Canned Vs Bottled Coffee: Container Aside, Is There Any Real Difference?

Many coffee manufacturers, Starbucks included, package their coffee in cans and bottles and sell them in stores. For avid coffee drinkers, this can be especially efficient, as they can buy their preferred brand's java in bulk rather than taking time to stop at a coffee shop every day. However, there is a downside –- coffee sold in these mediums often tastes different than the freshly brewed product you're used to.

To help manufacture better-tasting packaged coffee for Blue Bottle, the company's CEO James Freeman began to research why this might be. As The Atlantic reports, he quickly found that the method to keeping coffee shelf stable changes the taste of the drink in a major way. Alas, not all hope is lost, as Starbucks has whipped out some decently flavored canned and bottled coffees over the years. According to a study by Mashed, when Starbucks drinks are ranked from worst to best, the bottled Caramel Macchiato Iced Espresso earned first place, with the canned Starbucks Triple Shot Zero Sugar Milk Chocolate being the least favorable. That brings us to our main question –- what's the difference between canned and bottled coffee beverages? It seems that the answer lies in the taste.

Canned coffee

As you may have expected, the container in which coffee is housed can greatly affect the flavor of this caffeinated beverage. Some companies, such as Blue Bottle Coffee, use aluminum to produce their cans. Using aluminum has its benefits and downfalls; when it comes to other beverages such as soda, the lining used in aluminum cans soaks up some of the flavor, thus changing the way the beverage tastes. This could be why canned coffee always tastes weird.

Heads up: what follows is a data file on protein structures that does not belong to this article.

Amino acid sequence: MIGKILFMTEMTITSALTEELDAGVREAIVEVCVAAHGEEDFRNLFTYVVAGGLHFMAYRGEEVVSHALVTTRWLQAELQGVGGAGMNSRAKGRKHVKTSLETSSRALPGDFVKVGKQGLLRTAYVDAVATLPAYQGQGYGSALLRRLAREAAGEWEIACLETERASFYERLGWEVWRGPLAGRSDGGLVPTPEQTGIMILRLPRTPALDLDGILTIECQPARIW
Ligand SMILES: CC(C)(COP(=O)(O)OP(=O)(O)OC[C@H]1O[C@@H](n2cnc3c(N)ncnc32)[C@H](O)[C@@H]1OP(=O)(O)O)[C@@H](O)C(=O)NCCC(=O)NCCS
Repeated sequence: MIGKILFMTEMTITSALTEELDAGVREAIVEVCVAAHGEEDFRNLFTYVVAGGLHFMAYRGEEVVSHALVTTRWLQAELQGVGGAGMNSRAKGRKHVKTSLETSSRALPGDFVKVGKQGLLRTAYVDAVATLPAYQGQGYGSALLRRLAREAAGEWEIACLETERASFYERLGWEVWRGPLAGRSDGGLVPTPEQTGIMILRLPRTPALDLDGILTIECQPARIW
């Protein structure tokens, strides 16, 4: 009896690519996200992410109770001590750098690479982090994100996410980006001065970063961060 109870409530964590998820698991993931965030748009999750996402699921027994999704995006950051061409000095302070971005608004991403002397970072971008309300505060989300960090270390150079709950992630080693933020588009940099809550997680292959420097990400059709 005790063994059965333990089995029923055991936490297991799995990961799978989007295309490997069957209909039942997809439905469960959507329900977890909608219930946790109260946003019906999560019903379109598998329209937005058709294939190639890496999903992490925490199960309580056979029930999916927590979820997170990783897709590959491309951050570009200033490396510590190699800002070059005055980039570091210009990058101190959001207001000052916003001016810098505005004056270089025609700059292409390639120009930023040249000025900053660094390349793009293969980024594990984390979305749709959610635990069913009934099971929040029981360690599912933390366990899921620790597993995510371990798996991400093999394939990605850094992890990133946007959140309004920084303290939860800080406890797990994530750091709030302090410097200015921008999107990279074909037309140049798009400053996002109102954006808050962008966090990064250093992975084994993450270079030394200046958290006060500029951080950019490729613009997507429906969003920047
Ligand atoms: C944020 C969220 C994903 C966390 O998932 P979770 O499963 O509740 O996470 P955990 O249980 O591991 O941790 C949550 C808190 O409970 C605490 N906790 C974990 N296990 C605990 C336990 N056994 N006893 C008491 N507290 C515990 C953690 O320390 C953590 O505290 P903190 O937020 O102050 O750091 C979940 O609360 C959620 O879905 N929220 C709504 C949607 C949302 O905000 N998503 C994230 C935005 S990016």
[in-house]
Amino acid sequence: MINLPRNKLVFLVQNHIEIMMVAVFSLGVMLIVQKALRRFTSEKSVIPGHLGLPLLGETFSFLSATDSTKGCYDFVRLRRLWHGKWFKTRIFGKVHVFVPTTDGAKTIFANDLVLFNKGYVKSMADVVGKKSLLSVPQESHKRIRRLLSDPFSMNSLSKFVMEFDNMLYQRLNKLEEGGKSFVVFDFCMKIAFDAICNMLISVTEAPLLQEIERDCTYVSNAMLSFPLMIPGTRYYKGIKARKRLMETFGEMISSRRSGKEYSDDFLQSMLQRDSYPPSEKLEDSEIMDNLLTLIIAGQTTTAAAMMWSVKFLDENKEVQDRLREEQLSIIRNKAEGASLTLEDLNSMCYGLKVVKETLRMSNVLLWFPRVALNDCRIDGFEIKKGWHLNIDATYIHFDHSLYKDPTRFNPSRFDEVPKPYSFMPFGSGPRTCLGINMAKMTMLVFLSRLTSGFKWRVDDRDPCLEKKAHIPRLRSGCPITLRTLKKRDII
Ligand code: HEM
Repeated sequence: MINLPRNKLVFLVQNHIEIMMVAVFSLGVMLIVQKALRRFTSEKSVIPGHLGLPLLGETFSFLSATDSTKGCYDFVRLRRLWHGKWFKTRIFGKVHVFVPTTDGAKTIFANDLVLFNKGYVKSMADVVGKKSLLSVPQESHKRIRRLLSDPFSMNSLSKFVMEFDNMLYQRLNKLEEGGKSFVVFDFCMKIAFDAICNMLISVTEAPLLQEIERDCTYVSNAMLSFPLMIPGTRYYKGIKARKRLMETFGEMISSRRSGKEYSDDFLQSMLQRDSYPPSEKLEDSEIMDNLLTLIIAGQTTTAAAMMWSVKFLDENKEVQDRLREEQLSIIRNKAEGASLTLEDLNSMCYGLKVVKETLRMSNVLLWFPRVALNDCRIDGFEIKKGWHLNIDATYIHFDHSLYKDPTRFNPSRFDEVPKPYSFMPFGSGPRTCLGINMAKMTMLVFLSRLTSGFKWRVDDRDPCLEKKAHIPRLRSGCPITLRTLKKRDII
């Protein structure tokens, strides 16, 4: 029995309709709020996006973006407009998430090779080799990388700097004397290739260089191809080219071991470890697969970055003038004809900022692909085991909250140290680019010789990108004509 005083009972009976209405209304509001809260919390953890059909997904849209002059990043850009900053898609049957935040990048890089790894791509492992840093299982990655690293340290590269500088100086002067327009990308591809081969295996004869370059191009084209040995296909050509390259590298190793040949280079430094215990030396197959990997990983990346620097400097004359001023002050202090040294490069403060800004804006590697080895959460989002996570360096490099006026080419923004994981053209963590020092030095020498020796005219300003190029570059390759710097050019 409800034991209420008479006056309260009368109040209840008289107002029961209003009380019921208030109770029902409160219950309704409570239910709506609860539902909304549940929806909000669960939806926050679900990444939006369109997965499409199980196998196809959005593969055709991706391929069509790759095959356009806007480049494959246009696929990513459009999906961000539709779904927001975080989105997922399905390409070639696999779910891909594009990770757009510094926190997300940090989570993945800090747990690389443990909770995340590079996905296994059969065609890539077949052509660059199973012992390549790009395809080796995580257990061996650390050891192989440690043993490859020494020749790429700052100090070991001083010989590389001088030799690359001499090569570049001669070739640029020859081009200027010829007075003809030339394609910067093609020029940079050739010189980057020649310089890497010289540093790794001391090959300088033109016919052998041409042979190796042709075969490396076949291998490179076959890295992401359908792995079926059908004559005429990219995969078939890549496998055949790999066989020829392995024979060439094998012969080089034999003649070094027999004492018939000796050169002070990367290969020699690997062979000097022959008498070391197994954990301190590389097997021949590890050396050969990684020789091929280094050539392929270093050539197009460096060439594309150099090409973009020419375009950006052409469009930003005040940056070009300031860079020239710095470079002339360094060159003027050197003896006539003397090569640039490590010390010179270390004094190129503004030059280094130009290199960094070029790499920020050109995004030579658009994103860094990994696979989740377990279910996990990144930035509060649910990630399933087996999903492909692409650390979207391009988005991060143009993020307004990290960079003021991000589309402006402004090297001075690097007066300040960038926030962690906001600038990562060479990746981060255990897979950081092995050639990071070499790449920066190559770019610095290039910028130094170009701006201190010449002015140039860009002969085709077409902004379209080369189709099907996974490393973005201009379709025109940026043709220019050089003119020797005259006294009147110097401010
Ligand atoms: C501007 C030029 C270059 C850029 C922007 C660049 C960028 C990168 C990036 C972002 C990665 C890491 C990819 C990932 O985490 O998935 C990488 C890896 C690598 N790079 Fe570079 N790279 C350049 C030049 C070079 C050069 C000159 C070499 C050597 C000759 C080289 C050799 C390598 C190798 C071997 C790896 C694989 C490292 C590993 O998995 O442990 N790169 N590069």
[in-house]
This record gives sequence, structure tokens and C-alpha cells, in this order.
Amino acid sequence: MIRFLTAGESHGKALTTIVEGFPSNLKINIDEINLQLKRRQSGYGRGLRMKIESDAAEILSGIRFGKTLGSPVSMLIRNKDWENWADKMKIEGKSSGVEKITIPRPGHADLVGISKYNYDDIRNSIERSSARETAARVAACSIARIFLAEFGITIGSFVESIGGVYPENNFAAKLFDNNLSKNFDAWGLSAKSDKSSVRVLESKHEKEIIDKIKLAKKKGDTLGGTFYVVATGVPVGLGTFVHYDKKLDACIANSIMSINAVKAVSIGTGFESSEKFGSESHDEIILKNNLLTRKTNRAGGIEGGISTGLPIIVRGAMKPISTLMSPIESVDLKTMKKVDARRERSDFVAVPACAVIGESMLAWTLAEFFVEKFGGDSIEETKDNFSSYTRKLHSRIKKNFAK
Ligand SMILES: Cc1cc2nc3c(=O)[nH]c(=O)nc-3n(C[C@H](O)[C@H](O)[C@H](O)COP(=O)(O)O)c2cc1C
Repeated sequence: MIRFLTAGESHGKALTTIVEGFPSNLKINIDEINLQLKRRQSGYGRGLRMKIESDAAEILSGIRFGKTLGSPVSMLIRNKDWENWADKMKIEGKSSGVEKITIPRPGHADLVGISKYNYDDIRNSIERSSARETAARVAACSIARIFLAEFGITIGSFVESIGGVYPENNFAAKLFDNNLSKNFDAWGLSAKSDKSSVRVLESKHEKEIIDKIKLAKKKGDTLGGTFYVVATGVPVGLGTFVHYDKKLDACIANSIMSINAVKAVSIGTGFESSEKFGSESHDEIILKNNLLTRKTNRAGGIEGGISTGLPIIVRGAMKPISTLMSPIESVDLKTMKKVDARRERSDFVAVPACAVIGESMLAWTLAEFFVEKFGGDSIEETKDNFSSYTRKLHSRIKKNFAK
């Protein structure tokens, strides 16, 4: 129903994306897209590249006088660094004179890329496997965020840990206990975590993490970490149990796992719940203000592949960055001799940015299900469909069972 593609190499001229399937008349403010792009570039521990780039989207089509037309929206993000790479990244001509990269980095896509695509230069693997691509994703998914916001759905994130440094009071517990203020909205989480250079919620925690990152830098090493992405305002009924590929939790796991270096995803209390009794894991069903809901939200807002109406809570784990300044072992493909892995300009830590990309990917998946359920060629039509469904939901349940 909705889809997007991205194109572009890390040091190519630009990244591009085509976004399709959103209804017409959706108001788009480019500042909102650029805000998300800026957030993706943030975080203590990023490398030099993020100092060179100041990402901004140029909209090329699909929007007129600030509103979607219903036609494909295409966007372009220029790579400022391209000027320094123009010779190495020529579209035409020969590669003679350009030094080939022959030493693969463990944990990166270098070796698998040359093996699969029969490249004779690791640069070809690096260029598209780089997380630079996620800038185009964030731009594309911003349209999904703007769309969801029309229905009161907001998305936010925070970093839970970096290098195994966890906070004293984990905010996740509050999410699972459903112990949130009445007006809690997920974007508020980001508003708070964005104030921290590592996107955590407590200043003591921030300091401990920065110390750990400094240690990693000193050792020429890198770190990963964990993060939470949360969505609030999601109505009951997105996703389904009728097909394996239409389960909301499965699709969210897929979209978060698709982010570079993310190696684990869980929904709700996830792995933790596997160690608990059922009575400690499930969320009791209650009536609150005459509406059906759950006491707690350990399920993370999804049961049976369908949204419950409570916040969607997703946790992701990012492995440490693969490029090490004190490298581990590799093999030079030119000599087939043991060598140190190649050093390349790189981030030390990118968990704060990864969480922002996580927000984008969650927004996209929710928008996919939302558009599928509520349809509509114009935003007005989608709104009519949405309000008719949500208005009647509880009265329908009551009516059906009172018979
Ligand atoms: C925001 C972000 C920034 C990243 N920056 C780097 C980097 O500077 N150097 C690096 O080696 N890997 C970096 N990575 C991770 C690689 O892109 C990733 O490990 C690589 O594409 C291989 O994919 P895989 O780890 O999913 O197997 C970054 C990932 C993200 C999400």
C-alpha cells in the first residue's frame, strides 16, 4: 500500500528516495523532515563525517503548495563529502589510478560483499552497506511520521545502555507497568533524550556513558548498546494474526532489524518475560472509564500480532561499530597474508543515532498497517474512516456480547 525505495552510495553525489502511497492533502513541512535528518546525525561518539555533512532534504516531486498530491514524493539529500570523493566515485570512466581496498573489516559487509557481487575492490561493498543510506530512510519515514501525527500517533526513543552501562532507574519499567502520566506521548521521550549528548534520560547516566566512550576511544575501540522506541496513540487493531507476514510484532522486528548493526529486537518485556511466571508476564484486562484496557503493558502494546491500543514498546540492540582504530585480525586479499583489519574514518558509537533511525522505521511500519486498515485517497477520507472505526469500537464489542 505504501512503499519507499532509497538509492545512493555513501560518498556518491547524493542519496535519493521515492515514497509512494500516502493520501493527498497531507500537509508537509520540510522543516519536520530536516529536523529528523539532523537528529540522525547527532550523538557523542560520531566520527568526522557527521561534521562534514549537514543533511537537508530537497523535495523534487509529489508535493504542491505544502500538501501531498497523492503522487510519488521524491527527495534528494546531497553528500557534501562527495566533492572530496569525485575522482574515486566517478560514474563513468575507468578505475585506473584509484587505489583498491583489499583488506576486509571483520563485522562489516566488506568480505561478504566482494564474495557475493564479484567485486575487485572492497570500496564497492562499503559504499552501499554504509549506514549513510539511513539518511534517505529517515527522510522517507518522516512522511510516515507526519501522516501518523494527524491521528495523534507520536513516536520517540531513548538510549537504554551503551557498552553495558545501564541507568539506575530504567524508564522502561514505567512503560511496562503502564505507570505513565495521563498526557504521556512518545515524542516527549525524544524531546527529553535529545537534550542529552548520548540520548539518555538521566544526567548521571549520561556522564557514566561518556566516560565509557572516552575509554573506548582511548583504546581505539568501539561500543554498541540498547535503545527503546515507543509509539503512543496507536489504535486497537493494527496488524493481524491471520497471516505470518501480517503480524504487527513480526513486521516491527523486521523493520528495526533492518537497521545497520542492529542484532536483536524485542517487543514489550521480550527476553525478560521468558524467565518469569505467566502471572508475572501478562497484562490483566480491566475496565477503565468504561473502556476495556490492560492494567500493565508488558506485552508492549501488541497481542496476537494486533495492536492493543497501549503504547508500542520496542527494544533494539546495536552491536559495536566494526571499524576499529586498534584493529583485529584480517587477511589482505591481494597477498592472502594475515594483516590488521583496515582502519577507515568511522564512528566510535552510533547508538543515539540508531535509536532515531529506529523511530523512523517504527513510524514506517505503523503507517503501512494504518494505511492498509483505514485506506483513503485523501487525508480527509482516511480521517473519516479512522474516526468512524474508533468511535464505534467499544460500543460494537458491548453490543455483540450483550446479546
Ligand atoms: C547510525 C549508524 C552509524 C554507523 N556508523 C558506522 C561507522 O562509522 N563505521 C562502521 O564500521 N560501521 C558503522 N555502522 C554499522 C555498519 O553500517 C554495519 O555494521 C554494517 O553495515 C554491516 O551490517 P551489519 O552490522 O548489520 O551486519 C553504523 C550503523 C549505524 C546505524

According to Wired writer Ramona Emerson, canned coffee tastes like "Swiss Miss and metal," which may actually just come from your mouth making contact with the can as you sip. As Counter Culture Coffee owner Peter Giuliano further explains to Wired, "[canned coffee is] not crafted. [It's] manufactured." These metals are probably chosen for a reason, though, as they're strong enough to serve their purpose. If subtle metallic notes don't bother you, canned coffee certainly has its benefits. The coffee is usually fresh due to its vacuum sealing, and it's resistant to spoiling for about two years.

Bottled coffee

When it comes to bottled coffee, glass is the most commonly used vessel. This material isn't just durable; it can also purportedly preserve a beverage's flavor and increase its shelf life due to its airtight sealing. Unlike aluminum cans, glass won't negatively affect your coffee's flavor. As a matter of fact, Sparrow Coffee owner Chris Chacko believes glass bottles enhance the taste of coffee. "Somehow, glass can even taste a little sweeter," he said to All Recipes.

Though unopened bottled coffee will last quite a while, bottles that have been opened should be immediately refrigerated and subsequently consumed within 12 hours. Furthermore, keeping your beverage in the refrigerator will boost its flavor. This is especially true of bottled iced coffee or Starbucks brand Frappuccinos, as they're designed to be enjoyed cold. Because bottled coffee comes with a lid, it can be easily shut for transport, while of course, opened canned beverages can't be saved for later.